Premenstrual syndrome (PMS)

Last updated:

Reviewed by:

Dr Bryony Henderson

, Lead GP at Livi

Medically reviewed

PMS stands for premenstrual syndrome. It refers to a cluster of symptoms many women experience before their period. Learn more about the causes, symptoms and how to manage them.

What is PMS?

PMS, meaning premenstrual syndrome, is a common condition. It describes a range of symptoms many women experience in the lead-up to their period

Most women experience PMS to some degree throughout their lives. In most cases, it’s manageable, but if it starts to interfere with your daily life, there’s help available.

What are the symptoms of PMS?

Women experience different symptoms, and they can vary from month to month too. Some of the most common signs of PMS include:

Mental symptoms of PMS

  • Crying 

  • Mood swings

  • Tiredness (fatigue)

  • Feeling upset, sad, or irritable

  • Easily overwhelmed 

  • Angry outbursts

  • Forgetfulness 

  • Less concentration

  • Lower sex drive 

  • Anxiety

  • Depression 

Physical symptoms of PMS

  • Headaches

  • Lower back pain

  • Cramps

  • PMS bloating (bloated tummy)

  • Sore, tender breasts

  • Spots or acne flare-ups

  • Hunger and cravings (especially for sweet things) 

Muscle aches

What causes PMS?

It’s not known why some women get PMS. Several factors may affect PMS, including:

  • Hormonal changes – The symptoms of PMS are affected by the monthly hormonal fluctuations you experience 

  • Brain chemistry – Changes in serotonin, a brain chemical responsible for mood, may result in PMS

  • Depression – It’s thought that women with PMDD may have undiagnosed depression. Though not all of the symptoms mean you have depression. If there are no symptoms once the period arrives, it indicates it isn’t depression

What are the risk factors of PMS?

While any woman can experience PMS, some may be more at risk, including those who:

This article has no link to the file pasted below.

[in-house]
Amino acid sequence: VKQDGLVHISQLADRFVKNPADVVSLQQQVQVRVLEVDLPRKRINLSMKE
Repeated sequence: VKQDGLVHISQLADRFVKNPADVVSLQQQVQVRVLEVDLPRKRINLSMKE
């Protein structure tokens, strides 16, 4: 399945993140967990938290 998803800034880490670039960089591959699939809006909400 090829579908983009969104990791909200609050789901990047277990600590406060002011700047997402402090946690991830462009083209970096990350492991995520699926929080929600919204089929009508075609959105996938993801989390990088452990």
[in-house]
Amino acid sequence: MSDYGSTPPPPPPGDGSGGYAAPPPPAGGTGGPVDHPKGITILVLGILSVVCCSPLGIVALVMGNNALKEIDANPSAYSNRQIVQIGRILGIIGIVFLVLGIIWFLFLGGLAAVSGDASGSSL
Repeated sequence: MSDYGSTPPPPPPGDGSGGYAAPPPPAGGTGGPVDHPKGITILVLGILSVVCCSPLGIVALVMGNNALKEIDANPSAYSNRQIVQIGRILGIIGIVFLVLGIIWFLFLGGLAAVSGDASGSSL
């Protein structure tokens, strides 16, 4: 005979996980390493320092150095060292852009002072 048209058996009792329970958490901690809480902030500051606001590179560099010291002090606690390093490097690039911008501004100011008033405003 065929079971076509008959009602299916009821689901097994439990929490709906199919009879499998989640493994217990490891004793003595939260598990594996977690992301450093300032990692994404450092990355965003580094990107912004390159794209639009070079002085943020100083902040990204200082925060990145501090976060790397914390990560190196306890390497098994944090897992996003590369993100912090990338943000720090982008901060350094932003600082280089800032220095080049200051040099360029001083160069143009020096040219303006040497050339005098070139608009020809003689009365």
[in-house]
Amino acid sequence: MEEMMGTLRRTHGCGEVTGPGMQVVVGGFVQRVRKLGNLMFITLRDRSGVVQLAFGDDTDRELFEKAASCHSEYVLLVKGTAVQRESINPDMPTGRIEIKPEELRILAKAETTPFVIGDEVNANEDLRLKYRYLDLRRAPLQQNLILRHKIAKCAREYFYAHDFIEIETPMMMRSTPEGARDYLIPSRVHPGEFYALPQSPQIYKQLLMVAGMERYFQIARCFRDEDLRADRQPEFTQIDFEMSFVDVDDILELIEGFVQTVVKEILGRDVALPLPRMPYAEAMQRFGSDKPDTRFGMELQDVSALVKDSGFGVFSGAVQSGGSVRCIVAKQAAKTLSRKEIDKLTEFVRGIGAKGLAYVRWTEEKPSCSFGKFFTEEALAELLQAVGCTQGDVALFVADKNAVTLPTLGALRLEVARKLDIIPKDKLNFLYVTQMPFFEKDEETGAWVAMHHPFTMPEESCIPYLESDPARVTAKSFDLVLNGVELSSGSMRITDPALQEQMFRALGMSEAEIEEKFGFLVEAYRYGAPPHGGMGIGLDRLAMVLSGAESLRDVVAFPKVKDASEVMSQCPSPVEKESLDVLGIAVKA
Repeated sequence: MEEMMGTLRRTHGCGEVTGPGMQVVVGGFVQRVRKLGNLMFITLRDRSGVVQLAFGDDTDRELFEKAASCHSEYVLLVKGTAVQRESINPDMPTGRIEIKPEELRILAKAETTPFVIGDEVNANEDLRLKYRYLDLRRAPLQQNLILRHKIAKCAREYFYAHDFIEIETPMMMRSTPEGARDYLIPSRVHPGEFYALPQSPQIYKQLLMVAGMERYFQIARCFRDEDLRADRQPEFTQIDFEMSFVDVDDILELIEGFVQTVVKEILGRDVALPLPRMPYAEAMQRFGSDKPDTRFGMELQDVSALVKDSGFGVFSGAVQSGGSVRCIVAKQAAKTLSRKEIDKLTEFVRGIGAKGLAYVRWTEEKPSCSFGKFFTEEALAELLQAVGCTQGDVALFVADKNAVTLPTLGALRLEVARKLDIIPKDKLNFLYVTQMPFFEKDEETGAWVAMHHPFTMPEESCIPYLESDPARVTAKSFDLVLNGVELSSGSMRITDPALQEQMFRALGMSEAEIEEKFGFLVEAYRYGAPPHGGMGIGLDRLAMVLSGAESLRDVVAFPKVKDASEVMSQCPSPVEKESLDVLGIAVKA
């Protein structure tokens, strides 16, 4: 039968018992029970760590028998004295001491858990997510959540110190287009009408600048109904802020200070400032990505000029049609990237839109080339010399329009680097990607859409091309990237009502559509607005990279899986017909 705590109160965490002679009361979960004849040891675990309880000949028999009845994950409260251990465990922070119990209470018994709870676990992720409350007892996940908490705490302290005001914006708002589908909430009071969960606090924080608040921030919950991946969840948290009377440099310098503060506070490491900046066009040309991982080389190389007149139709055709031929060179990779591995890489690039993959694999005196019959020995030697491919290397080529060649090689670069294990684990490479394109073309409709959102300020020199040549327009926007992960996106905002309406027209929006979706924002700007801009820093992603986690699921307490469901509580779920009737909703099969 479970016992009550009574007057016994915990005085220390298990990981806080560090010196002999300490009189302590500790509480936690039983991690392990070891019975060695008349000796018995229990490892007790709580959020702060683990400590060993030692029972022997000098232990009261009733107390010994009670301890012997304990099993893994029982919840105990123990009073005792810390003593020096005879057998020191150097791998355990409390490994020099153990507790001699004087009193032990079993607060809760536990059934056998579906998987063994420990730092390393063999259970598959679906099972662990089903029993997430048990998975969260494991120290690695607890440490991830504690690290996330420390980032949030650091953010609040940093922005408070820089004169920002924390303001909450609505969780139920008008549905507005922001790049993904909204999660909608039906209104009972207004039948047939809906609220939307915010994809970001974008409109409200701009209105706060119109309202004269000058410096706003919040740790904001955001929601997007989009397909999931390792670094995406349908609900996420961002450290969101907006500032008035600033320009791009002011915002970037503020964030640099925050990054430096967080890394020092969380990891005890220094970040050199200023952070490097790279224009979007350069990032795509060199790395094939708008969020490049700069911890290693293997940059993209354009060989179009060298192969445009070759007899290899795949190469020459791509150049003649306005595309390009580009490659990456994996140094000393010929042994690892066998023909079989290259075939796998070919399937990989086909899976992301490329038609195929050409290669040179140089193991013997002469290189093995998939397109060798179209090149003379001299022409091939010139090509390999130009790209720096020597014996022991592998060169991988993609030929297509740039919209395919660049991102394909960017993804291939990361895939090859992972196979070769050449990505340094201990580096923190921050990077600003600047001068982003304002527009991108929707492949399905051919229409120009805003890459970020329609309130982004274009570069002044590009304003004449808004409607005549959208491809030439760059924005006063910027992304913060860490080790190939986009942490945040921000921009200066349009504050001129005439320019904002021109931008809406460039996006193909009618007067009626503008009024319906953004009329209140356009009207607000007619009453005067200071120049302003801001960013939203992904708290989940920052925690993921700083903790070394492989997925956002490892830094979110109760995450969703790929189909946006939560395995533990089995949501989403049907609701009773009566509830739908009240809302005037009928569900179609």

• Have a family history of PMS

  • Have a history of depression or mental health issues like postpartum depression

  • Experience weight issues – Women who are overweight or obese are more likely to get PMS

  • Smoke – Smoking cigarettes increases PMS risk

  • Have experienced physical, sexual or emotional trauma 

  • Have a history of substance abuse

Premenstrual dysphoric disorder (PMDD) symptoms 

Premenstrual dysphoric disorder, called PMDD, is a cluster of more severe symptoms some women experience before their period. 

PMDD is like extreme PMS and it can have a much bigger negative impact on your quality of life. 

PMDD symptoms can include:

  • Uncontrollable crying 

  • Feeling anger and rage

  • Feeling hopeless, anxious, or doomed 

  • Less interest in activities you normally enjoy 

  • Binge eating

  • Problems sleeping (insomnia)

  • Depression 

  • Suicidal feelings

It isn’t fully understood why some women get PMDD, but it’s linked with sensitivity to changes in hormones and differences in genes. 

If you need urgent advice because you are worried you might harm yourself, call the GP for an urgent appointment or go straight to A&E at the hospital. 

How can PMS be treated? 

If PMS is getting in the way of your life, visit a GP to discuss your treatment options. Depending on your symptoms these may include:

  • Hormonal medicine 

  • Talking therapy 

  • Antidepressants 

  • Dietary supplements 

If your symptoms don’t get better with treatment, a GP may refer you to a specialist. Depending on your symptoms this could be a gynaecologist or a psychiatrist. 

Complementary therapies and dietary supplements

There’s limited evidence that complementary therapies and supplements help, but it might be an area you want to explore. Popular options include:

  • Acupuncture 

  • Reflexology 

  • Supplements like vitamin B6, magnesium and vitamin D 

How can I manage PMS?

There are several actions you can take to help manage your PMS without treatment. These include:

If you plan to see a GP about your symptoms, it’s a good idea to keep a diary of them for a few cycles.

When should I speak to a doctor?

You should see a GP if lifestyle changes haven’t helped and your PMS symptoms are affecting your health and quality of life. 

How can Livi help?

A Livi doctor will ask you questions about your symptoms. They’ll make an individual assessment, recommend a treatment or refer you to a specialist if needed.

Last updated:
Reviewed by:
Dr Bryony Henderson, Lead GP at Livi